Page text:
note demonetisation

Video: These Bollywood spoofs on demonetisation will tide you over the cashless blues

If you don't have cash, you can at least have a laugh.

The Narendra Modi government’s surprise move to invalidate high-denomination notes on November 8 has resulted in lots of chaos, confusion and inconvenience. More than a month after it was implemented, it’s still a minor victory if you manage to withdraw cash from an ATM or reach the end of the queue of a bank.

Thankfully, when the system fails, humour comes to the rescue. Demonetisation, apart from being riddled with problems in implementation, has also spawned a horde of hilarious responses on the internet.

From comedy group All India Bakchod’s take on the exercise to a YouTube video of how Adolf Hitler would react to Prime Minister Narendra Modi’s demonetisation announcement, the reactions have been diverse and varied. There’s also YouTube star Sawan Dutta’s ode to her “last Rs 500 note” and even actor plus self-anointed pop-culture critic Kamaal R Khan, who regularly uploads movie reviews on his YouTube channel, posted his take on the ban on Rs 500 and Rs 1,000 notes (His verdict was that the Bharatiya Janata Party will be as big a flop as the recently released Rock On 2).

The video below, uploaded by Facebook user Rajiv Tyagi, adapts Gloria Gaynor’s 1978 classic and ever-so-catchy I Will Survive to talk about the struggles of coping with demonetisation.

The internet also gave us what Delhi Chief Minister Arvind Kejriwal has called the demonetisation anthem, an adaptation of Bollywood classic Jeena Isi Ka Naam Hai from Raj Kapoor’s Anari. While an earlier video featured images of queues from around the country with the song playing in the background, the one below is an version of the original song video that has been edited to show the plight of the poor who are left without cash or access to digital payments.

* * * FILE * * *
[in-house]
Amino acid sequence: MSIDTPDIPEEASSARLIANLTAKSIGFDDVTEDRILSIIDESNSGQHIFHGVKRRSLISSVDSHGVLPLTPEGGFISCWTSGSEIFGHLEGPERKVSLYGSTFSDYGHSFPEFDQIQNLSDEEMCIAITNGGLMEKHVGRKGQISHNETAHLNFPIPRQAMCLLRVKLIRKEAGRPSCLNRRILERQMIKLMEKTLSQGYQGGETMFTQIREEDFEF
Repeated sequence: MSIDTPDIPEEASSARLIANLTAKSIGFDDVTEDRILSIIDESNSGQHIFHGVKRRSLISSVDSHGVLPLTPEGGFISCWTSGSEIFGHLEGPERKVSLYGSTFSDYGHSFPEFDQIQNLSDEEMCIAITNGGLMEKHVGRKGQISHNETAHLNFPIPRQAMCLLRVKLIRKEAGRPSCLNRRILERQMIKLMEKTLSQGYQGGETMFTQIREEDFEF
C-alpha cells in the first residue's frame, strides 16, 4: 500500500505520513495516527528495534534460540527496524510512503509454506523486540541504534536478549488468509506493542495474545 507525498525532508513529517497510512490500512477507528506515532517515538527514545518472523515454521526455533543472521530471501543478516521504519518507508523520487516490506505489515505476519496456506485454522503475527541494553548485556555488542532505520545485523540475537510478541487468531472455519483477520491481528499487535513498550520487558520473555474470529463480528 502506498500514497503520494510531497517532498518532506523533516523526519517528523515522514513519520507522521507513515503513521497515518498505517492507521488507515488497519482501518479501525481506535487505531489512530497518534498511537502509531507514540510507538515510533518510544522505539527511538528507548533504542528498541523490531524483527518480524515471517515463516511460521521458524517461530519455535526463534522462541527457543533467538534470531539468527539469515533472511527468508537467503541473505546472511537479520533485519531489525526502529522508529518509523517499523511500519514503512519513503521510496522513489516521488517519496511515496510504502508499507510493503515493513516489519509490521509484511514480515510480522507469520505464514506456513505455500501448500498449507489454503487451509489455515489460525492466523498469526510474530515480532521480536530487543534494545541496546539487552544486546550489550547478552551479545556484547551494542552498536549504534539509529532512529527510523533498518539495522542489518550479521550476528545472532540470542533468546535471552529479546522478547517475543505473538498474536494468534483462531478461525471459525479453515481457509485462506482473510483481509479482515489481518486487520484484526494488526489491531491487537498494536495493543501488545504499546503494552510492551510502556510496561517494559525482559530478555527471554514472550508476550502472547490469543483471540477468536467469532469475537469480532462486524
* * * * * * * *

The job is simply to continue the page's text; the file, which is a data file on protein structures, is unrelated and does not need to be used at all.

Amid reports of widespread disruption in the immediate aftermath of demonetisation, Modi, on his return from Russia on November 13 made a speech in Goa that soon went viral. In it, he said, ”I know the forces up against me, they may not let me live, they may ruin me because their loot of 70 years is in trouble, I am prepared.”

This video, uploaded on Twitter, responds to Modi’s claims made during the speech with iconic dialogues from Bollywood films (including Sunny Deol’s “tareekh pe tareekh” from Damini).

Saudagar, the 1991 film starring Dilip Kumar and Raaj Kumar, is loosely based on William Shakespeare’s Romeo and Juliet. But this video shows that with the right adjustments, a crucial plot point in the film could easily have been demonetisation.


Every year brings with it a fair share of irritating and seemingly nonsensical songs that somehow go viral and become ubiquitous. For instance, this year, we had Pen-Pineapple-Apple-Pen. Here’s what the song would song line, had it been about being saddled with Rs 500 and Rs 1,000 notes, instead of fruits and writing instruments. Watch at your own risk.


Meanwhile, another video on YouTube offers a theory on why BJP leaders and followers do not concede the problems with demonetisation and continue to dismiss the hardship as a “minor inconvenience”.

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From Indian pizzas in San Francisco to bhangra competitions in Boston

A guide to the Indian heart of these American cities.

The United States of America has for long been more than a tourist destination for Indians. With Indians making up the second largest immigrant group in the USA, North American cities have a lot to offer to the travel weary Indian tourist. There are umpteen reasons for an Indian to visit vibrant education and cultural hubs like Boston and San Francisco. But if you don’t have a well-adjusted cousin to guide you through the well-kept Indian secrets, this guide to the Indian heart of Boston and San Francisco should suffice for when you crave your fix.


If you aren’t easily spooked, Boston is the best place to be at in October due to its proximity to Salem. You can visit the Salem Witch Village to learn about present-day wiccans and authentic witchcraft, or attend séances and Halloween parades with ghosts, ghouls and other frightening creatures giving you a true glimpse of America during Halloween. But the macabre spirit soon gives way to a dazzling array of Christmas lighting for the next two months. The famed big Christmas trees are accompanied by festive celebrations and traditions. Don’t miss The Nutcracker, the sugar-laced Christmas adventure.